A Coming Home - The Drive
Chapter 2 - The Drive
Telling John about my early elementary years seemed to catch his attention, as he smiled. But when I pulled out a family photo from my wallet taken when Sarah was in her senior year, his eyes lit-up and he immediately pointed into the photo and asked who was the younger girl. I told him, that was Rebecca, my little sister; and she was in middle school back then; although admittedly, she already looked 16-17.
John exclaimed, “Wow! She’s gonna be a knockout one day!”
“Yep!” I told him, “She already is! ... But Whoa there Bucko! You don’t want any of her! She is a handful and then some.”
He just asked, “You have a picture of her now?” I told him, “No! But you‘ll meet her tomorrow anyways. ... Put those ponies back in the barn there cowboy! ... You’re not ready for that Mare. You have no idea!”
We were already nearing Raleigh, on our way to I-40, when we stopped for gas and grabbed a bite from a local drive-thru. After we got back on the road, we continued talking about my family and how I was raised.
“John, I know I‘ve told you before about my family, and how ... “perfect” they are; and they are all of that, but before you think I was lying to you, you need to understand what I mean by perfect.”
Pausing, as we got to the exchange that would get us to the I-40, my focus drifted for a moment until I made sure that we got on the right highway.
As my thoughts came back to the conversation, which was mostly about me talking, I said, “Perfect is not about actually being perfect, ... it is more about being like Christ. ... Now I know that sounds really “churchie” and all, but I’m serious. It’s more the pursuit of being perfect, the Perfect Way.... In the end John, that’s all we can do, and truly all God expects of us here on Earth.”
Thinking to myself, when I did talk about my family, I would always talk about them when they were at their best. And when were they at their best? ... I told John, “Perfect for us was when we were at our best; it’s when we are together during the holidays.” And that was always during Thanksgiving, Christmas, Easter and 4th of July. But then, three years ago changed all that; it was then that we finally came to understand the truth about Family and Home.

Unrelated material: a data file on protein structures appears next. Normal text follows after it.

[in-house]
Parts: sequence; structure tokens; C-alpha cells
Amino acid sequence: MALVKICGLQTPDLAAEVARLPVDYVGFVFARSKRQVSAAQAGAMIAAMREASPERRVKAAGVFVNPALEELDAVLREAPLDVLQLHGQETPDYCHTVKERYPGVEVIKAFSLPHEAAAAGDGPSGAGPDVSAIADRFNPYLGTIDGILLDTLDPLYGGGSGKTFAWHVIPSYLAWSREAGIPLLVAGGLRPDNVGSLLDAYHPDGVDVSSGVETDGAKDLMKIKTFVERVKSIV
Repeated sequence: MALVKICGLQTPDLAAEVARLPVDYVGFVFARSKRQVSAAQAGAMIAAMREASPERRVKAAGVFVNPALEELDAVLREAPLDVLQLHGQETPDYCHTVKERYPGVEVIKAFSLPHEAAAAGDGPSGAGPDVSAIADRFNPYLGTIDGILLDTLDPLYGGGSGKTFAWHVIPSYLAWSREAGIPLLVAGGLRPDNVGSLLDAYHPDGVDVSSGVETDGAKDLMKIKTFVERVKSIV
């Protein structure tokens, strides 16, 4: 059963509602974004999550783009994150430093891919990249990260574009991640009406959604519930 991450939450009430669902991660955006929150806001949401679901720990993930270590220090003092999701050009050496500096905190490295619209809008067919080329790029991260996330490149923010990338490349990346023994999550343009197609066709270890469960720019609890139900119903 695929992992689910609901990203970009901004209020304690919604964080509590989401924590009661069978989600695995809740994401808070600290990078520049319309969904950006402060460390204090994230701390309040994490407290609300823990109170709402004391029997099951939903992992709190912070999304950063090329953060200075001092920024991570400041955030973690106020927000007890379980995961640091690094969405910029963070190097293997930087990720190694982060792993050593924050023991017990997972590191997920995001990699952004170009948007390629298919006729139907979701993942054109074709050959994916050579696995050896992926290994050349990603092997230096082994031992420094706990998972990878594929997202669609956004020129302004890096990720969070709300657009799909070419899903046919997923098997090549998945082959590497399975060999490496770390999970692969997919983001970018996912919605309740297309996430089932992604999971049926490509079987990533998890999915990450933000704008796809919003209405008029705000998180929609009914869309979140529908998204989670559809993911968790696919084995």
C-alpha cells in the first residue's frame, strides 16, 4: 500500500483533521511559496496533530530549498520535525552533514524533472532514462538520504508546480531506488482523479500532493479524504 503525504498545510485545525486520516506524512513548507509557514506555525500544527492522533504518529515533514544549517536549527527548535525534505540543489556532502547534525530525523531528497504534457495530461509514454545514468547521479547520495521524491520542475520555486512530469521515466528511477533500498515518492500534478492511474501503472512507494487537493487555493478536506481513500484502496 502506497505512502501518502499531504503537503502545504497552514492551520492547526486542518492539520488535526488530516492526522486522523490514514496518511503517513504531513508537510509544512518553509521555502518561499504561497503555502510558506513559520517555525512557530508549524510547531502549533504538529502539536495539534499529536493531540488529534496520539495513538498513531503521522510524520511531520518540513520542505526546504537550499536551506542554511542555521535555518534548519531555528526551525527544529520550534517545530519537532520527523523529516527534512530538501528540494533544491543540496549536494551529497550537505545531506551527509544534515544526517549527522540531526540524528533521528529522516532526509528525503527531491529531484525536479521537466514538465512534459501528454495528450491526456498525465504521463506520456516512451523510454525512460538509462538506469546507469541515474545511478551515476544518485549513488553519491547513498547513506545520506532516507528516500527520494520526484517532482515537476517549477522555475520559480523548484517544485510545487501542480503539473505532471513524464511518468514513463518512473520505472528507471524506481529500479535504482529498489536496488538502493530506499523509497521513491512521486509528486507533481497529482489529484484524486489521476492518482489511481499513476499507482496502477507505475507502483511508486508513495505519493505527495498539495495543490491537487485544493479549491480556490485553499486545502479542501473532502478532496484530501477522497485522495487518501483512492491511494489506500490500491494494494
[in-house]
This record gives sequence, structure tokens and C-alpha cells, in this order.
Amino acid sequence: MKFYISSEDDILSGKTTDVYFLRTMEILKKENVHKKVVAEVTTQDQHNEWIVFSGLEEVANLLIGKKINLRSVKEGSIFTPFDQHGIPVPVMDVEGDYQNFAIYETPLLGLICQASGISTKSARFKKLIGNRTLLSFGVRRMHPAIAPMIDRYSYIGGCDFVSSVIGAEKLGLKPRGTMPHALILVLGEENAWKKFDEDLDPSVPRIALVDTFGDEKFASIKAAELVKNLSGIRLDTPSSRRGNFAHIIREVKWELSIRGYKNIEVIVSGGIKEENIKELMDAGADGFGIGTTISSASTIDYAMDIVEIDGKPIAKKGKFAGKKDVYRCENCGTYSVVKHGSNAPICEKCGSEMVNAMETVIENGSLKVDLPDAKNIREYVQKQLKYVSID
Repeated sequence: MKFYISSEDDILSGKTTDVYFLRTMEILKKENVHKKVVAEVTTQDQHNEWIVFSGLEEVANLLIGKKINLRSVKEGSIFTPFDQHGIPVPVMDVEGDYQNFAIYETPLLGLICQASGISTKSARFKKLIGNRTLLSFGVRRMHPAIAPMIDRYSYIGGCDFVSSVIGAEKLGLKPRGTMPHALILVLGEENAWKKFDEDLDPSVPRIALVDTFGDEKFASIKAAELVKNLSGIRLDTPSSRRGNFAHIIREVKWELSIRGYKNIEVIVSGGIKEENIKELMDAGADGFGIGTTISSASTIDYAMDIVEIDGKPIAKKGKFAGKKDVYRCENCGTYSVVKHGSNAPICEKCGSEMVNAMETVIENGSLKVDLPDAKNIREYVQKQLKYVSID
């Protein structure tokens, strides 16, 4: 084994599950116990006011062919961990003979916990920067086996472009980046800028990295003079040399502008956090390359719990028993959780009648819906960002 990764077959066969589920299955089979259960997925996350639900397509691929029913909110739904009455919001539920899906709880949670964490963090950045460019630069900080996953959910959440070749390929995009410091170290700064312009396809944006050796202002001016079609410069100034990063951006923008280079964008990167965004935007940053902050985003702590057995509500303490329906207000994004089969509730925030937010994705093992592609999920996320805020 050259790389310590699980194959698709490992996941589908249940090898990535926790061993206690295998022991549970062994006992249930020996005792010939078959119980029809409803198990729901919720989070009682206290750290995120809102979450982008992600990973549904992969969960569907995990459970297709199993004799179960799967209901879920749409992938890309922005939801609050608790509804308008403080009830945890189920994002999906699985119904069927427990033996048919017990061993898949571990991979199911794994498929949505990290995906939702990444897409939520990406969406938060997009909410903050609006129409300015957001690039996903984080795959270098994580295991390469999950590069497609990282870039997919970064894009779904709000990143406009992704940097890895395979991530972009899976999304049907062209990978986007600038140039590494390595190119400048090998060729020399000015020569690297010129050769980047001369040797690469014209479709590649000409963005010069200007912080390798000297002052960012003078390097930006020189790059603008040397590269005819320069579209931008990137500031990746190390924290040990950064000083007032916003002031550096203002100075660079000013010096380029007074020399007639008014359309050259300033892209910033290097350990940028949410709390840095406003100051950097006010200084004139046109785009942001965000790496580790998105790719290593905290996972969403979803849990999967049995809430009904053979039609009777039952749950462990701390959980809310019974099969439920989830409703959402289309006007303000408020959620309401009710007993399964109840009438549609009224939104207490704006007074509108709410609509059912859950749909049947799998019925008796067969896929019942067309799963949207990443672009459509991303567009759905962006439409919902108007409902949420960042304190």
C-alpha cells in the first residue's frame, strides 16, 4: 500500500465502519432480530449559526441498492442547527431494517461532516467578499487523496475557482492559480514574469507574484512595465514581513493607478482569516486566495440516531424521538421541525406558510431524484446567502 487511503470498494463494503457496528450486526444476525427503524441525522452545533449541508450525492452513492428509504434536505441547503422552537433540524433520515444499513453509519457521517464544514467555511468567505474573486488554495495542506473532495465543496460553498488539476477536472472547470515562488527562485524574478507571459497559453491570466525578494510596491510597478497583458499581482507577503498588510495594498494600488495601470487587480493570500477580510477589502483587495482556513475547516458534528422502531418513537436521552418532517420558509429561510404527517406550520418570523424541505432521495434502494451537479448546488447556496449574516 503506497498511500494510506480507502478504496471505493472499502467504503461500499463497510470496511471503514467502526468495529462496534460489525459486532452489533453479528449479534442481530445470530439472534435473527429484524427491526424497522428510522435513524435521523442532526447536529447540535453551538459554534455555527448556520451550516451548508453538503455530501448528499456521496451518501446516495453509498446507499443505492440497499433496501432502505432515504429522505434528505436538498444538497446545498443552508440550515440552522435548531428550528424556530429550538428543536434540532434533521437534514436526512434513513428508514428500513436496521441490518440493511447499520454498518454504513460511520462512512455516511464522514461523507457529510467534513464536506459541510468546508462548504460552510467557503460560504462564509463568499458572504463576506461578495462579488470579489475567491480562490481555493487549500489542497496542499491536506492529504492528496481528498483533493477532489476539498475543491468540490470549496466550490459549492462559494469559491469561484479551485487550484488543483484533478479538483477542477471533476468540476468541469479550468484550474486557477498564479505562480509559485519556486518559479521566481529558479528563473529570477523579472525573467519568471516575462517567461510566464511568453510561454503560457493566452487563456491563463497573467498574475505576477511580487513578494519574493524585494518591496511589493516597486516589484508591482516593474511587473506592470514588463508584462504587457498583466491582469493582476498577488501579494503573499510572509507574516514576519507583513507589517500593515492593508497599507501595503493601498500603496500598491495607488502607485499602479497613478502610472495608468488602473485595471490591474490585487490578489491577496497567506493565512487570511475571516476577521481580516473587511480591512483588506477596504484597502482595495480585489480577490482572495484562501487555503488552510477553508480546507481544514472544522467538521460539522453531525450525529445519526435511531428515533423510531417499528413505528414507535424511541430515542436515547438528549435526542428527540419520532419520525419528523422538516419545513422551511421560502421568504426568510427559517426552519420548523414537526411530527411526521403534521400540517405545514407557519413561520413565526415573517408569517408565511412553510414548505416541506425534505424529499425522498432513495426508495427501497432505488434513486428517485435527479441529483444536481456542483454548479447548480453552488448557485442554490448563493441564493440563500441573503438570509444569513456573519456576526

It was quiet for the next hundred miles, as I let those thoughts simmer over us, stewing in them, like a good gravy poured over sliced turkey. I left God and our thoughts come to a place within our souls where we were thoughtful about our lives.
Somehow, my family came to the rare place many families do not; where we understood that after growing up as children under Mom and Dad, that our family today is only being held together by the thin threads of our gatherings. And mostly by this one holiday that we came to know as Thanksgiving. Not Christmas or Easter, or even the Fourth of July as a military family. Although those holidays are great for keeping us connected.
”No!” I suddenly blurted out after a hundred miles or so. I told John, “Thanksgiving is that one day, that one day when our attention comes to focus not on what someone else did for us, but what we must do for ourselves, our own humility, and for the blessing it means to others, our family and friends, our home, but more importantly, our own blessing of thanks to God, the Giver of Life, Family, Home and friends.”
As I thought of what jutted from my mouth, I remained silent as another hundred miles fled under my wheels. Stopping to get gas again and relieve ourselve, we got back on the road.
I knew in my heart, without that tragedy in the life of our family, we would have missed the deeper meaning of Family and Home. For it was the way we were during that holiday that changed everything and nothing. Our family was together, even if it was for a funeral. We learned with painful sorrow what made a Family and where and what Home was. These were the only times that we were the family God wanted us to be. And somehow we all knew it at the same time. In the past, when Mom and Dad tried so hard for us to be a family, we just didn’t know how. But we did try. It was as if we knew it was a special time, but we didn’t understand why.
And with that sudden awareness, brought to us by God’s Terrible Hand, we found the truth that was hid from our eyes about Family and now our. I wanted John to know that there was a part of our family that was always there, but always missing. God!
It was God Who had been missing, but was always present.
We learned that Thanksgiving wasn’t about a great meal celebrated together as a family, but was in fact about having a thankful heart. It was about this humble and contrite heart. Through that, God blessed us with the revelation that Family, is the Fortress of God in this world, our personal Jerusalem, and Home ... Home was its Heart.
Before John could truly understand my family today, he would need to understand what shaped our family’s beliefs. And that was really, the belief’s of our parents.
Somehow, Before we get back to the base, I need John to see that Family and Home are not physical or natural realities, but spiritual; and as such, he can enjoy them, but for a bend in his thinking.
Silva (author) from Los Angeles on November 26, 2017:
Thanks! I thought it was funny when it popped into my head. I am going to have fun with Rebecca’s character, a combo of my daughter and sister. LOL
William Kovacic from Pleasant Gap, PA on November 26, 2017:
I like the lines, "Put those ponies back in the barn there cowboy! ... You’re not ready for that Mare. You have no idea!” Very expressive, but more than that, I like how you bring Christ into the picture and what's really behind Thanksgiving. Good job!